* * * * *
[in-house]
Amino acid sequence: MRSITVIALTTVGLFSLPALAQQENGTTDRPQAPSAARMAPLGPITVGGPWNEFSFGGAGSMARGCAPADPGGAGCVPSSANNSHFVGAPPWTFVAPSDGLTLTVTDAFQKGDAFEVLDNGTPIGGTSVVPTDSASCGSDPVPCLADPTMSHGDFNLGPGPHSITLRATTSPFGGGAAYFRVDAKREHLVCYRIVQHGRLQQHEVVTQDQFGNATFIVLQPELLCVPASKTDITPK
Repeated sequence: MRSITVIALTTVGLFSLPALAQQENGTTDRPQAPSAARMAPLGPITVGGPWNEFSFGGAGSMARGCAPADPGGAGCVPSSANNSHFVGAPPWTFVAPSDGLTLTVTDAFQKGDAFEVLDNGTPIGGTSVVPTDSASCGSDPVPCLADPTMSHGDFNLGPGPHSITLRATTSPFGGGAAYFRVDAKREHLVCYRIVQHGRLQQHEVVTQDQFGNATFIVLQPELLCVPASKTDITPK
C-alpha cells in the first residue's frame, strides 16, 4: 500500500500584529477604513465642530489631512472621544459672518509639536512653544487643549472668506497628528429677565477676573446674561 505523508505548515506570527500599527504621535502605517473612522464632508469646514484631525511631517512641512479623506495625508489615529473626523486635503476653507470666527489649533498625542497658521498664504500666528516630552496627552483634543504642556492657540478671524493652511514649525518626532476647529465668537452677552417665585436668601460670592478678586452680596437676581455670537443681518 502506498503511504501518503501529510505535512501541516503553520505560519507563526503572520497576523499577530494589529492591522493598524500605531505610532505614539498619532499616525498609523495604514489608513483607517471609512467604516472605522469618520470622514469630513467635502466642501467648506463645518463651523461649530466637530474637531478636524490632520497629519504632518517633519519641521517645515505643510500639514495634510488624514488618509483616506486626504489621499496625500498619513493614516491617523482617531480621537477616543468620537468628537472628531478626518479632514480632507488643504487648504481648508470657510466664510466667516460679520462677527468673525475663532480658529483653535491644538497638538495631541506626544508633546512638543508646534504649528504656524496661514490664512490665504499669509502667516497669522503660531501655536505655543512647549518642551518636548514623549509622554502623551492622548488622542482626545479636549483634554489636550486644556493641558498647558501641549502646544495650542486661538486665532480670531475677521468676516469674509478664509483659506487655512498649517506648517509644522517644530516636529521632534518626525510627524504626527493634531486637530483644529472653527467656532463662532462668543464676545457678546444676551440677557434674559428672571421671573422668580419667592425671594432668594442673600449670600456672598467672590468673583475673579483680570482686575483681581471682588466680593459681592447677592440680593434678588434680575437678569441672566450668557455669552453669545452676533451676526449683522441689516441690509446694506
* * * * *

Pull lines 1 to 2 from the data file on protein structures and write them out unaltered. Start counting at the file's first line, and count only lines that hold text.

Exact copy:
[in-house]
Amino acid sequence: MRSITVIALTTVGLFSLPALAQQENGTTDRPQAPSAARMAPLGPITVGGPWNEFSFGGAGSMARGCAPADPGGAGCVPSSANNSHFVGAPPWTFVAPSDGLTLTVTDAFQKGDAFEVLDNGTPIGGTSVVPTDSASCGSDPVPCLADPTMSHGDFNLGPGPHSITLRATTSPFGGGAAYFRVDAKREHLVCYRIVQHGRLQQHEVVTQDQFGNATFIVLQPELLCVPASKTDITPK